After five years I can confidently say that joining forces with La Casa de Amistad has proven mutually beneficial from the beginning; every semester my students became the backbone of La Casa’s after-school tutoring programs (they provided consistency as they were less likely to miss a day of tutoring), but more importantly, the relationships they cultivated with the children opened their eyes to the issues affecting US Latino communities. Immigration, racism, sexism, transnationalism, prejudice, education gap, undocumented immigrant and migrant farm worker—these are just some of the terms and concepts that my students were exposed to in the classroom but were able to understand in greater depth thanks to their time at La Casa. Those personal bonds they established with the children (and sometimes with their families) allowed my students to become more emotionally invested in the material we were covering in class; they wanted to learn more, and they wanted to read more. Of course, there have been exceptions, but overall, most students comment on this particular point in their final course evaluations—how getting to know the kids at La Casa have made them better people and opened their eyes to the injustices that ethnic and racial minorities face in this country. We can’t underestimate the importance of this type of statement, especially when it comes from white middle/upper class students who didn’t have significant contact with US Latinos/as prior to taking my course. This may sound paradoxical, but as a professor, there’s nothing more encouraging than hearing my students’ absolute disillusionment after realizing the histories and literatures they were not taught in school. I say “encouraging” because this usually translates into motivation, not just to learn more by filling those silences in their educations, but also to act and become more engaged in their communities and fighting for the rights of those who are left at the margins of society (In fact, for academic institutions seeking to reduce the town/gown divide, CBL courses offer a socially responsible solution). There’s also hardly anything more rewarding than witnessing your students’ individual transformations as they come to learn more about themselves and gain the gift of perspective through the combination of literature and CBL. I commonly hear my students reflect on how the CBL experience has taught them about their own limits (patience, ability to work with children, their personal racial/ethnic biases and prejudices, etc.) and has opened their eyes to their own privilege (economic, social, racial, citizenship status, etc.). Above all, many make it clear in their journals and final course reflections that the CBL component has allowed them to connect with the local Latino community in ways that they would not have otherwise; and that connection in turn has enhanced their appreciation and understanding of the literature discussed in class.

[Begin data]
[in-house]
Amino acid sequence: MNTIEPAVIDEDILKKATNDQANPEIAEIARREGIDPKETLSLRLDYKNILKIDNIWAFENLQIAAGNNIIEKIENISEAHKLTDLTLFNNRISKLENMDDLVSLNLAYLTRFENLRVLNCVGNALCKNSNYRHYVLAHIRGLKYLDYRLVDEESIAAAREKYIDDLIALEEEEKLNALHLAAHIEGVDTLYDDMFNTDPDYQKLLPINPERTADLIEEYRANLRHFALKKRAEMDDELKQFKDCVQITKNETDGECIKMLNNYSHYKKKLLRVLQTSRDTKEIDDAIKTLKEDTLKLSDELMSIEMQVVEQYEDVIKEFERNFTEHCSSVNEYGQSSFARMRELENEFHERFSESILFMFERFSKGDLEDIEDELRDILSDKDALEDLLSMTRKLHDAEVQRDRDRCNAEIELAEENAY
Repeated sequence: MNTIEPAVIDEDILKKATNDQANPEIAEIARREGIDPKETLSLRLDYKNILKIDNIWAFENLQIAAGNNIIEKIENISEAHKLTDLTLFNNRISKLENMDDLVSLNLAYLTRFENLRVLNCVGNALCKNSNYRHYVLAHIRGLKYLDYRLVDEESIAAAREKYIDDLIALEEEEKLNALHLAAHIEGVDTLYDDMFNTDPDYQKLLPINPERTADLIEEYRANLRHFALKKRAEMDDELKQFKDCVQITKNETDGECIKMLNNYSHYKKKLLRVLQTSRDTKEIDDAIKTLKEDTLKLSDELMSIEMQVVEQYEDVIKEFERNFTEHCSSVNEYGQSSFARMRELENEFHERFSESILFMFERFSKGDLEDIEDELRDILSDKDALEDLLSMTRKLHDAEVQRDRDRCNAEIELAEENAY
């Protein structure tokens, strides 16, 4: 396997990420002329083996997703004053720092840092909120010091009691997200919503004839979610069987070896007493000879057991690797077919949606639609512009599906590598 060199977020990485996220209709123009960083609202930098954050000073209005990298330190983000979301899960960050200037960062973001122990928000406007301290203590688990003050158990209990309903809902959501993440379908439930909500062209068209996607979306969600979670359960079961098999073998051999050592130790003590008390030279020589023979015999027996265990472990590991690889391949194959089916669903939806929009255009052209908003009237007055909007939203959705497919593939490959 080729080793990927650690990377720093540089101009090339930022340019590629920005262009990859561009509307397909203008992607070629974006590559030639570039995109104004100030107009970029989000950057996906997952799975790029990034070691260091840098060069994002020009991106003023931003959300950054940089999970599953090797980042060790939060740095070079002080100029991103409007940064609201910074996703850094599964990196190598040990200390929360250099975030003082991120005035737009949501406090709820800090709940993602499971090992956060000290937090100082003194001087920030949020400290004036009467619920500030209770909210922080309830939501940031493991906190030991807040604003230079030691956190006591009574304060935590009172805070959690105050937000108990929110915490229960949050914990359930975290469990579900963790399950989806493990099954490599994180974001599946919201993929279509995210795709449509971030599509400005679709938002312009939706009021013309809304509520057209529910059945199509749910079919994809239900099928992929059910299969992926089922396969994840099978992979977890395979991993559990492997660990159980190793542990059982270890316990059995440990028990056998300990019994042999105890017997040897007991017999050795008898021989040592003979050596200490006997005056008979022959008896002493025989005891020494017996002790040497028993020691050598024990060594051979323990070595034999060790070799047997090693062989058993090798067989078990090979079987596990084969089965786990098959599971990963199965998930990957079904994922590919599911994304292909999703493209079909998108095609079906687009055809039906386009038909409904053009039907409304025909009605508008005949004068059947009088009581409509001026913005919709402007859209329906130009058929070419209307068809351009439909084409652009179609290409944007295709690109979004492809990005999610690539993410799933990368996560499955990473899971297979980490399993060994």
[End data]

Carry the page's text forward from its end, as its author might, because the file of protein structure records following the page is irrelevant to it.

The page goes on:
I could go on and on about the personal and academic benefits I have seen when applying a CBL approach to US Latino/a literature courses, but space is limited. I do want to confess that it hasn’t always been easy; there have been plenty of moments of doubt throughout the years. Some of the challenges my students and I have faced include: conflicts organizing the volunteering schedule in order to balance their presence at La Casa; transportation issues since public transportation is not really an option in that area; unexpected site closings due to weather or maintenance, etc. For non/pre-tenured faculty especially (as I was most of the years I taught these courses), teaching CBL can be very time-consuming and therefore not encouraged by the administration. However, when I read my students’ final course reflections every semester, where they’re expected to reflect on the course as a whole (including the literature and CBL components), I usually witness the power of literature and CBL to transform lives. Many of my students state a commitment to keep learning about US Latinos/as, to help set the record straight among friends and family who display prejudices toward this population, and to serve this population in the future as lawyers, doctors, and teachers.
It is precisely because of how transformative it has been for me to teach US Latino/a literature with a CBL component, and because I can see the incredible potential we have before us, that I want to encourage (especially) faculty teaching minority literatures to consider adding CBL to their courses. When you read students’ class journal reflections where they say that “if more people could study this literature and get to know kids like those at La Casa, there would be more peace and understanding in this world,” you know that this is something worth sharing. CBL can be implemented in all disciplines, but I think those of us in literature have an advantage. We can use the stories, poems, and novels we teach to open our students’ eyes. But we can also provide them the opportunity to break out of their comfort zone and become, if only temporarily, part of the community they’re learning about. US cities and towns are replete with community centers and non-profit organizations serving US Latinos, African-Americans, Asian-Americans, Native Americans, the undocumented, and many other groups whose stories we teach. Let’s make those stories come alive by keeping it real—in and outside the classroom.
MARISEL MORENO, Ph.D., is an Associate Professor of Latino/a Literature in the Department of Romance Languages and Literatures at the University of Notre Dame. Her first book, Family Matters: Puerto Rican Women Authors on the Island and the Mainland, was published in 2012. She has published articles on US Latino/a authors in Latino Studies, CENTRO, MELUS, Hispanic Review, and Afro-Hispanic Review, among other academic journals. In 2011 she received the Indiana Governor’s Award for Service-Learning.